Newspaper article THE JOURNAL RECORD

Oklahoma Retailers, Experts Have Mixed Holiday Outlook

Newspaper article THE JOURNAL RECORD

Oklahoma Retailers, Experts Have Mixed Holiday Outlook

Article excerpt

It's Black Friday and a slumping economy could bring a dark Christmas for retailers.

Christmas sales are expected to be down about 2 percent this year, said Jim Russell, chairman of the undergraduate business department at Oral Roberts University.

Consumers have a pessimistic attitude about the economy, he said.

"We're going to see fewer shoppers on Black Friday," he said. "People are going to be a little more hesitant to reach into their wallets."

A preliminary survey by the National Retail Federation found consumers will still shop on Black Friday. It projected 128 million people will shop over the Black Friday weekend, down from 135 million people who said they would or may shop over Black Friday weekend last year.

The survey found 49 million people will definitely hit the stores, while 79 million are waiting to see weekend deals before making any decisions.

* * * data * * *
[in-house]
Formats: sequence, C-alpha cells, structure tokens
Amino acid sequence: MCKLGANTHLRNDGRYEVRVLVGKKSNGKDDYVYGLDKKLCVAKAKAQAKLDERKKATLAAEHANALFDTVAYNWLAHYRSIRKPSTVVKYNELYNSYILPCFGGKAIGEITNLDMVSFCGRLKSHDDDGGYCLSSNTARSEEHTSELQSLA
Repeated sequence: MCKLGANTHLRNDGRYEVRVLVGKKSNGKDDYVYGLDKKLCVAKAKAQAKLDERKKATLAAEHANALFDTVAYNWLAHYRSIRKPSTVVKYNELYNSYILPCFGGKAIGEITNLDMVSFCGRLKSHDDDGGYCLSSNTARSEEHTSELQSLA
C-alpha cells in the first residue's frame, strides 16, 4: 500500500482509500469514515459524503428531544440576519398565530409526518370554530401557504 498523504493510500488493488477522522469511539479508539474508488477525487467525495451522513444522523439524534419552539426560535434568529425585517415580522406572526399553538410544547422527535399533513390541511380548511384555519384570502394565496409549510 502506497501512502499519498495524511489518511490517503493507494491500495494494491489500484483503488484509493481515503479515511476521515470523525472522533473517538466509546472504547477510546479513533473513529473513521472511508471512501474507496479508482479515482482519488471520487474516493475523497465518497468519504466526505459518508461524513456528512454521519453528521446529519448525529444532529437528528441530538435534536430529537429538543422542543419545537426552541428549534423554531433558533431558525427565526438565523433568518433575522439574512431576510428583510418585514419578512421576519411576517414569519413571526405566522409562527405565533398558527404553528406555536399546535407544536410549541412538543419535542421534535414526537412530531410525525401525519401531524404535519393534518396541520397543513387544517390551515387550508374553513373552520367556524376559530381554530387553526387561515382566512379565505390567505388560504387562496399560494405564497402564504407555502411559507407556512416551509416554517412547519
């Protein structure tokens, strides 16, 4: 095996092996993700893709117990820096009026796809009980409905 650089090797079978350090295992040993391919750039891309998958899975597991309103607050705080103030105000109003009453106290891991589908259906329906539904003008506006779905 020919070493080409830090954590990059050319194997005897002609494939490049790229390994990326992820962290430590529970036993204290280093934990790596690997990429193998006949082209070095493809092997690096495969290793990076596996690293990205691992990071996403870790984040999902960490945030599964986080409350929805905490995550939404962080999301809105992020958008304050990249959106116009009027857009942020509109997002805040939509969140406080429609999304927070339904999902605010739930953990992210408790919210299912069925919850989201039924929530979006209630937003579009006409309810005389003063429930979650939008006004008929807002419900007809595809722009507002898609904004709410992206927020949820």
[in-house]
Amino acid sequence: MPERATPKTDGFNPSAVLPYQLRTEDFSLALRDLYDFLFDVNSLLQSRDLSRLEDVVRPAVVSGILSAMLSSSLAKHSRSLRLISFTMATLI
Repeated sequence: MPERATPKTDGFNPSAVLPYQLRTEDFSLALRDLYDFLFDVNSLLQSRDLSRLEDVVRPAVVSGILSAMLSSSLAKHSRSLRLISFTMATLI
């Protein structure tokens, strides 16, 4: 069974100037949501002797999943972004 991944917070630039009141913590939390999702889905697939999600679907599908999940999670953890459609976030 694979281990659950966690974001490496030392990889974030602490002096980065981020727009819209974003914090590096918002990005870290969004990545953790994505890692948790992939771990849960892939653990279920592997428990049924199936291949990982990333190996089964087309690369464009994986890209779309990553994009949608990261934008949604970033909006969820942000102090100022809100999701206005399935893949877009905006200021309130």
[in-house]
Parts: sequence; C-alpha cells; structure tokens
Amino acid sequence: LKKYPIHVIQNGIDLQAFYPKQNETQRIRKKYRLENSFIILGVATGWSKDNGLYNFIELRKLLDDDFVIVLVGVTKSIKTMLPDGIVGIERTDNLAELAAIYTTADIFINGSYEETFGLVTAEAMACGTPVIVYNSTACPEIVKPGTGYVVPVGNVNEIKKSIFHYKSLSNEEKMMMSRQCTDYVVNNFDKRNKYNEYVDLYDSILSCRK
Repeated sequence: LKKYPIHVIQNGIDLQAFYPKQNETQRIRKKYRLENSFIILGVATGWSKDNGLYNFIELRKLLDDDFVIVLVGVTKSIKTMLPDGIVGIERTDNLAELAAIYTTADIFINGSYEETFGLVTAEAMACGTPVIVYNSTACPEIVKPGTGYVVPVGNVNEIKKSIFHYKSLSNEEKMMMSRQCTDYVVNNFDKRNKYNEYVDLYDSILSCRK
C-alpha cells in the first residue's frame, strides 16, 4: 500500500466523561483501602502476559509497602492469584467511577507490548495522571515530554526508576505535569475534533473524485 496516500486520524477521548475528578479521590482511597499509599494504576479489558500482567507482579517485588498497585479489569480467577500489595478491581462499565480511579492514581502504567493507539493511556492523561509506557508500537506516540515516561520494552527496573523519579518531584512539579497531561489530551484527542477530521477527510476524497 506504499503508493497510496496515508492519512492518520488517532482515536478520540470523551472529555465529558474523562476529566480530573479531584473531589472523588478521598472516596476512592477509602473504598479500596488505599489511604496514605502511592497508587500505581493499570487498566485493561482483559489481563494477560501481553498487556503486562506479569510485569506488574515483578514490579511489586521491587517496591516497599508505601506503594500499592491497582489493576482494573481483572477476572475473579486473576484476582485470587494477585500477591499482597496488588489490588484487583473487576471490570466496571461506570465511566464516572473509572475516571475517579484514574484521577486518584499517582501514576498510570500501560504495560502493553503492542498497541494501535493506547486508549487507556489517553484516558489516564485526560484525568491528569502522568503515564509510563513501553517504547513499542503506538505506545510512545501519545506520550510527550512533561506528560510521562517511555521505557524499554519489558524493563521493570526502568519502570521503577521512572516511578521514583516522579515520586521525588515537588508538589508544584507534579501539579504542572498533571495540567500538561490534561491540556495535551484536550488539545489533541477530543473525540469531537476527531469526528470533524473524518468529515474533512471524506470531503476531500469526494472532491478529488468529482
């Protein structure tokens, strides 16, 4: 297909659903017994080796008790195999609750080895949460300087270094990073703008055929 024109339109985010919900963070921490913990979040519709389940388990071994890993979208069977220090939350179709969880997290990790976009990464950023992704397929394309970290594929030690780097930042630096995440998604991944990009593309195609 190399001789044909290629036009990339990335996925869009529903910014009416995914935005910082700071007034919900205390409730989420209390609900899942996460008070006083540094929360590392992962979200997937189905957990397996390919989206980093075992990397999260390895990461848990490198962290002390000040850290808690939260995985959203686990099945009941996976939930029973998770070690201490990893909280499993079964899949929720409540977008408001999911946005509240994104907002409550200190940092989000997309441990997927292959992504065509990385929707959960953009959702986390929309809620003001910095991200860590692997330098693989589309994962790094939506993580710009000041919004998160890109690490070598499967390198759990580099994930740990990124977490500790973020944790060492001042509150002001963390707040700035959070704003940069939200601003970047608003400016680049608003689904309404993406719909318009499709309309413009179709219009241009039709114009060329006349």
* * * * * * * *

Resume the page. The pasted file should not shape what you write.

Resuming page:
Economic conditions have forced many retailers to dramatically decrease prices, Russell said. Still, selling more items at a discounted price will not guarantee an increase in overall sales.

The Oklahoma economy hasn't taken a hit like other parts of the country. But Russell said many Oklahomans are still feeling the pinch.

"A lot of Oklahomans have heavy stock portfolios, heavy retirement accounts," he said. "It is justified to be a little more cautious this year."

When looking at the sales tax figures for Oklahoma, Robert Dauffenbach said the numbers are strong for the state. If the numbers hold up, he predicts steady retail sales for the holiday season.

There are several reasons why holiday sales could decrease, said Dauffenbach, associate dean for research and graduate programs at the University of Oklahoma's Price College of Business.

"It just depends on how depressed we are by what's going on around in other regions of the country," he said. "There is a big psychology factor."

Another concern is that Oklahoma retailers didn't stock up as much for the holiday season.

That could result in a demand but no supply, said Dauffenbach.

"If it ain't there you can't buy it," he said.

Mohammed Shaaf, professor of economics at the University of Central Oklahoma, said he has a grim outlook for the holiday season and for next year. …

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